MMIWG inquiry issues progress report, calls for police task force
“It’s vital for their healing that they do find out”
The National Inquiry into Missing and Murdered Women and Girls released its interim report in Ottawa Nov. 1, which, among other recommendations, called on the Trudeau government to help create a national police task force to reopen or review cases.
Rather than make proposals based on the testimony it has gathered so far, the commission used the report to ask the federal government for more time and more collaboration to support its two-year mandate.
“With [this] interim report, we are able to reflect on what we have learned after months of research and the living experience of establishing an inquiry of this magnitude,” said Marion Buller, the inquiry’s chief commissioner.
“Our women, girls and two-spirited people and their families continue to suffer from violence today and we know that they are re-traumatized as they tell their stories to us. That is why this interim report calls for the immediate increased support both financially and for counselling services for families and survivors.”
Now a year into its two-year mandate, the commission is examining and reporting on the systemic causes of all forms of violence against Indigenous women and girls in Canada by looking at patterns and underlying factors.
As it stands, the inquiry doesn’t have the mandate to investigate or re-open cases; it could only refer newly gathered evidence back to police forces.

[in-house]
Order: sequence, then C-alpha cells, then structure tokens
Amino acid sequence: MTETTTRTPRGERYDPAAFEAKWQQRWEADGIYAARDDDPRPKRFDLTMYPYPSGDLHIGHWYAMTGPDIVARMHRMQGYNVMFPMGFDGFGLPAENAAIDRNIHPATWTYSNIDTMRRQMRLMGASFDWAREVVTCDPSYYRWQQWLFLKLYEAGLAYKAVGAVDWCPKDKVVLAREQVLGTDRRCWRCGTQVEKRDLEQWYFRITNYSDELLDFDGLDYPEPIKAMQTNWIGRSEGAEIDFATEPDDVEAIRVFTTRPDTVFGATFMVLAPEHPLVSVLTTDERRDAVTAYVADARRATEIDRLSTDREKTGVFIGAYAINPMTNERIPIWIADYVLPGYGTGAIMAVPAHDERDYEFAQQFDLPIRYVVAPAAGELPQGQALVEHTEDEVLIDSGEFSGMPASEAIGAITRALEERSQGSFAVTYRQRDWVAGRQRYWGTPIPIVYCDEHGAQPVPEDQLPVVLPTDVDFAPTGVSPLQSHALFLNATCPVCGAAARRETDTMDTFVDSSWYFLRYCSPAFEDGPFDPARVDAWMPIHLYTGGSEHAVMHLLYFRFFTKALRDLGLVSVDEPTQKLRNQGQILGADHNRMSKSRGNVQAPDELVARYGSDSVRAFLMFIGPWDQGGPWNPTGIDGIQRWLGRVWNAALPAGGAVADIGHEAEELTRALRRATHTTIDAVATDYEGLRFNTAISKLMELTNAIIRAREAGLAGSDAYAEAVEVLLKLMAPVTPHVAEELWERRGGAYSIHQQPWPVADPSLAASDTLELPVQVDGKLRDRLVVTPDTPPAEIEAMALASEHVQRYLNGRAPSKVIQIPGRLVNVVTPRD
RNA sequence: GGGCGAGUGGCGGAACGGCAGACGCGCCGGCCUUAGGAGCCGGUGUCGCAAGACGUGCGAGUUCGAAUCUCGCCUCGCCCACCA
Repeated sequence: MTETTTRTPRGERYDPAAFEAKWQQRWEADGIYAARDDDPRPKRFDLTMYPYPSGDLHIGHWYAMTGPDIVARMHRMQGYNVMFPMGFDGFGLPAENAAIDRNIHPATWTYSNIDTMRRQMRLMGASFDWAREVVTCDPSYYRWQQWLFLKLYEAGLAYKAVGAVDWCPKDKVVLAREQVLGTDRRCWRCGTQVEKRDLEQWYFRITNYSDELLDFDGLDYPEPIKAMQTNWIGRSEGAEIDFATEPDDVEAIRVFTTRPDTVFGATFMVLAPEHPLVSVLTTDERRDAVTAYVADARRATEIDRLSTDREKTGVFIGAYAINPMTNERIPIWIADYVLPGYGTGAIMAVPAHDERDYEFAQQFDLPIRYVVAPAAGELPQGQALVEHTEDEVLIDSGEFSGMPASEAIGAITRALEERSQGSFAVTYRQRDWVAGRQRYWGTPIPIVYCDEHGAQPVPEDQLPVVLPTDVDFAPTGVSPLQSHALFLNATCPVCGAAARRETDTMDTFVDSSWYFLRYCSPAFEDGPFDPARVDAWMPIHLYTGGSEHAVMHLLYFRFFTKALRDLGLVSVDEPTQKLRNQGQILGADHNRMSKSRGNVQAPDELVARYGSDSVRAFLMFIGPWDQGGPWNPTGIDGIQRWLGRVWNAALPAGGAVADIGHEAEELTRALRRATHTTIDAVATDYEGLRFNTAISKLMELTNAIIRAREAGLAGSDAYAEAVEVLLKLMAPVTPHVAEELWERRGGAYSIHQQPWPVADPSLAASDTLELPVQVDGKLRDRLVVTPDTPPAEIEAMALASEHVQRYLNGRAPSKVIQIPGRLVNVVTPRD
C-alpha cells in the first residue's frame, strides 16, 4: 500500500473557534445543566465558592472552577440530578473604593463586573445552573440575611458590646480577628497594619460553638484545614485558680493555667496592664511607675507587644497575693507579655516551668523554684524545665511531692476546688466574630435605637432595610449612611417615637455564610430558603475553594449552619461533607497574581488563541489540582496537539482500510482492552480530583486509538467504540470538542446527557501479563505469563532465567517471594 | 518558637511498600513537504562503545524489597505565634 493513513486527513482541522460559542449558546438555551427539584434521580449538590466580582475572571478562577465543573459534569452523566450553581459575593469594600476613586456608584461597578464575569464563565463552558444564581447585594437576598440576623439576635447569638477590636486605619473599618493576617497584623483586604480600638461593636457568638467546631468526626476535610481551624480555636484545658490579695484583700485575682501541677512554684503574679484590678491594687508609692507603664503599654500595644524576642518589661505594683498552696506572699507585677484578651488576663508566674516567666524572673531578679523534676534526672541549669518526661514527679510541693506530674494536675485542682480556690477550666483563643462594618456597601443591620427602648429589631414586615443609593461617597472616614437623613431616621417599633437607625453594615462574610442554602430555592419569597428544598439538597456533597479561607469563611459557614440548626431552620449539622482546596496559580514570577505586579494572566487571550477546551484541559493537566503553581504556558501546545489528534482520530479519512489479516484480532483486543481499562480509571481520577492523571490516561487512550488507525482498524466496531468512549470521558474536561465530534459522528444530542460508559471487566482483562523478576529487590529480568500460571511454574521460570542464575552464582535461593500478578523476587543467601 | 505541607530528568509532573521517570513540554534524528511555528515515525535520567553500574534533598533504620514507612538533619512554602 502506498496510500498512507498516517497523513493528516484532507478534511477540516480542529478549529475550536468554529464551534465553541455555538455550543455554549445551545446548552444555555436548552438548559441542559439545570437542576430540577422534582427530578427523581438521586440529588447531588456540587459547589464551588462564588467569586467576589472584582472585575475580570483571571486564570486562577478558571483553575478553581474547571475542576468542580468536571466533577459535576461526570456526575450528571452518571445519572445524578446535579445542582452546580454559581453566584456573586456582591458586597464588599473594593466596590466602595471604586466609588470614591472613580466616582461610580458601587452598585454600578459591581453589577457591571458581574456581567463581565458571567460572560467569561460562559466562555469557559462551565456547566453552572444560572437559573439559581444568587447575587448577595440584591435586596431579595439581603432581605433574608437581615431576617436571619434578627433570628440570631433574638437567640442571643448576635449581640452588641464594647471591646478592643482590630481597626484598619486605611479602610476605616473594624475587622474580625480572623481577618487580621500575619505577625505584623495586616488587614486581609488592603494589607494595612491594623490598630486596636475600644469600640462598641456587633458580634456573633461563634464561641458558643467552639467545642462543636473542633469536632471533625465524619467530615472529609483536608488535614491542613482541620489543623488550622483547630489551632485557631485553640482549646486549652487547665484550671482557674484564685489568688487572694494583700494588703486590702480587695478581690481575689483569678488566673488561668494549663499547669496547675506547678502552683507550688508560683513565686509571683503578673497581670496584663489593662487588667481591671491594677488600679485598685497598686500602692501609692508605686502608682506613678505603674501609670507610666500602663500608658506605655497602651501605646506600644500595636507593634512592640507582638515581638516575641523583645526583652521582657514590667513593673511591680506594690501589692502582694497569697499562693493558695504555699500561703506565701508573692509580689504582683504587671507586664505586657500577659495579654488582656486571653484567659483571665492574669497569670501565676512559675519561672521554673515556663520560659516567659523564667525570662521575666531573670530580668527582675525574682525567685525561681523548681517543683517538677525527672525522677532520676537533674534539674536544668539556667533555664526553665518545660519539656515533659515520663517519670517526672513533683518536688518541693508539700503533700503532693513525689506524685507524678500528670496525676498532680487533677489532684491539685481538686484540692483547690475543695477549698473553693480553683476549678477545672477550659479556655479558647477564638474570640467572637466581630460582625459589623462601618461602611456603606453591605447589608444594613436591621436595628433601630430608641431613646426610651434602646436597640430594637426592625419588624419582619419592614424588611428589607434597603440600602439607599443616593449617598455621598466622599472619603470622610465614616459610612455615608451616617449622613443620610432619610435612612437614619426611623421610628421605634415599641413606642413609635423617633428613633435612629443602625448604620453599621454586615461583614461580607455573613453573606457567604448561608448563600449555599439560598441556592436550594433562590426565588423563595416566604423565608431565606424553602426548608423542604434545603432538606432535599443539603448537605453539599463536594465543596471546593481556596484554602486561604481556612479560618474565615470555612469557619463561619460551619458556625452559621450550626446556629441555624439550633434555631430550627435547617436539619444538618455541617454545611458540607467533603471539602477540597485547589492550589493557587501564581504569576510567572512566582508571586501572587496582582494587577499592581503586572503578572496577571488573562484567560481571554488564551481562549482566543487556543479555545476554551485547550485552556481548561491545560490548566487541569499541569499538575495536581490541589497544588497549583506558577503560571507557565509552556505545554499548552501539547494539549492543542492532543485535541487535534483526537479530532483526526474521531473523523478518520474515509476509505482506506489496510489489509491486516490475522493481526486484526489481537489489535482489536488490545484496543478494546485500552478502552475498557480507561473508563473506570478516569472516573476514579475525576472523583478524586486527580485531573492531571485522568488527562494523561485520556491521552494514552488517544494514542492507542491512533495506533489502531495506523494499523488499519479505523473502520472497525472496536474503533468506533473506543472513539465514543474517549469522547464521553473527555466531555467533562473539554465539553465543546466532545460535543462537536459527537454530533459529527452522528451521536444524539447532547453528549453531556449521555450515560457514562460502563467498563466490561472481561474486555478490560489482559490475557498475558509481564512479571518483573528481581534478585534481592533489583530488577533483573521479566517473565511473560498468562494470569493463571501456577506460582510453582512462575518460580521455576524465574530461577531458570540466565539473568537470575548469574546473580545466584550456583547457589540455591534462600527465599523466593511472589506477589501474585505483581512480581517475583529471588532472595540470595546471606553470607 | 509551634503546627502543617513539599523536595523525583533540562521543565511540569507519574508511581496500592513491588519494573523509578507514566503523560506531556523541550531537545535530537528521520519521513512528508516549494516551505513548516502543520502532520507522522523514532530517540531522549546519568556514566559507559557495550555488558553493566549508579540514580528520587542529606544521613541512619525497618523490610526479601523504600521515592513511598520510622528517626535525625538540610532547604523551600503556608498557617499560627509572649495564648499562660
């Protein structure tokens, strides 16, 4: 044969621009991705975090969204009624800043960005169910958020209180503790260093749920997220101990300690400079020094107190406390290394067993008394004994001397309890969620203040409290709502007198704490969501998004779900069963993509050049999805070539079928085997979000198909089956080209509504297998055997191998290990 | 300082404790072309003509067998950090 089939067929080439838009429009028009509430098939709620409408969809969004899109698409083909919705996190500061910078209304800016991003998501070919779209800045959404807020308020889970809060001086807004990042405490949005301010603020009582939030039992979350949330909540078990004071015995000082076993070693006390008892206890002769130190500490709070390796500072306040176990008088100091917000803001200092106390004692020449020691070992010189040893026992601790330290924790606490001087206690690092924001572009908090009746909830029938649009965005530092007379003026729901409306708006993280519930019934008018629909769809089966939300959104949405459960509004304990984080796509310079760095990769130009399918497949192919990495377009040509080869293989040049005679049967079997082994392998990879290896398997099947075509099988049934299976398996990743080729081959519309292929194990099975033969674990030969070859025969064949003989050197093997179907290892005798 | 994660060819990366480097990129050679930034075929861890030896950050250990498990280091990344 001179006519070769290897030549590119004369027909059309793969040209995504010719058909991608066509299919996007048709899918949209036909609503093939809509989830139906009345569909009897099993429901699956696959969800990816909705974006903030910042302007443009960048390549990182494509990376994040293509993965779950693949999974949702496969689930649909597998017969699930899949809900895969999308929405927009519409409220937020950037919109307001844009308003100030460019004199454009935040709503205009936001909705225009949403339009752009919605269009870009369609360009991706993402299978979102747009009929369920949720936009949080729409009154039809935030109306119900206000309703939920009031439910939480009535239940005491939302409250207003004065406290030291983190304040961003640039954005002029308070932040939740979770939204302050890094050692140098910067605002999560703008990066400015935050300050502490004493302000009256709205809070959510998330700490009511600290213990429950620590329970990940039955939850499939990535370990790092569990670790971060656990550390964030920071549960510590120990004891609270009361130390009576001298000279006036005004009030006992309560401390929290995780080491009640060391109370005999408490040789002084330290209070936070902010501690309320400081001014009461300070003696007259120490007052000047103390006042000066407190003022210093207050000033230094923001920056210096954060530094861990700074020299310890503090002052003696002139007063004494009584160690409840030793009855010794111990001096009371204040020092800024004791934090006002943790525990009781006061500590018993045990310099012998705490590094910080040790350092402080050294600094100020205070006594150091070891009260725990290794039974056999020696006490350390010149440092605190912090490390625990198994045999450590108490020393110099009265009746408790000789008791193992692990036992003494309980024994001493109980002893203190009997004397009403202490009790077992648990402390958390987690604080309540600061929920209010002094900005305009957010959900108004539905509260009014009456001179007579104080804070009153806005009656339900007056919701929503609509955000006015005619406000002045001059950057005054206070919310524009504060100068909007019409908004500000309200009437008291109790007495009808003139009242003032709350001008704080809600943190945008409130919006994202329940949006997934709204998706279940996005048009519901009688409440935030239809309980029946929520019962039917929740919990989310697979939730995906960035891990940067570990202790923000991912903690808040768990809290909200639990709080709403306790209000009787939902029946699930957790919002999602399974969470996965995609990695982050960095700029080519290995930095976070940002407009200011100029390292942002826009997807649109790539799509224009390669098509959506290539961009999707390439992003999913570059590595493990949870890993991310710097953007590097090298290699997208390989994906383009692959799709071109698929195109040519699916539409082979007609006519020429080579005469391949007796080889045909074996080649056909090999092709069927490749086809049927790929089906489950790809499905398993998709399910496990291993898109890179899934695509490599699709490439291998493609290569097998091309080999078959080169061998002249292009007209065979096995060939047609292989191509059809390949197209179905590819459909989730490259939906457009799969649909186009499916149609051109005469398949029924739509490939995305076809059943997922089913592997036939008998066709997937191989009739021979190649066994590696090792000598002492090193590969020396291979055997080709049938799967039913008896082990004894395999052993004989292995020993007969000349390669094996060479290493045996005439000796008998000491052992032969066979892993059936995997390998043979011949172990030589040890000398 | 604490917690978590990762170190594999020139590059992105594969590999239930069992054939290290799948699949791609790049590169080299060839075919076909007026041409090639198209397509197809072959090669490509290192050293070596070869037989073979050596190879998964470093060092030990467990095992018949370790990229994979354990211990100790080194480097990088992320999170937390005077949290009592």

So the commissioners want Ottawa to collaborate with the provinces and territories to create a national police task force, to which the inquiry could refer files when new information is revealed over the course of its work.
The task force would have the ability to review cold cases, if the federal government agrees to it, Buller said.
Buller told a Nov. 1 news conference that many survivors and their families are desperate to understand what happened to their loved ones and why investigations couldn’t provide those answers.
“It’s vital for their healing that they do find out,” she said Nov. 1.
The 118-page report, titled Our Women and Girls are Sacred, also called for:
• a commemoration fund in collaboration with families, survivors and Indigenous organizations to support events and initiatives to honour missing and murdered Indigenous women and girls and LGBTQ2S people
• additional funding to Health Canada’s Resolution Health Support Program to expand its services to meet the increased demand that flows from the inquiry’s work
• contact information from the federal government for participants from the pre-inquiry process, or to have the federal government reach out to those participants to encourage them to take part in the inquiry
• alternatives for some government administrative and procedural rules that commissioners say have slowed the inquiry’s work to date
Commissioners have alluded to, but have not officially asked for, an extension to their two-year mandate, which would end in late 2018.
The national inquiry said to date that more than 900 survivors have stepped forward to share their stories. Commissioners have only just began hosting community hearings this fall, though they’ve gathered 269 testimonies over three hearings.
The inquiry is scheduled to hold six more hearings before the end of the year, including one in Rankin Inlet on Dec. 11.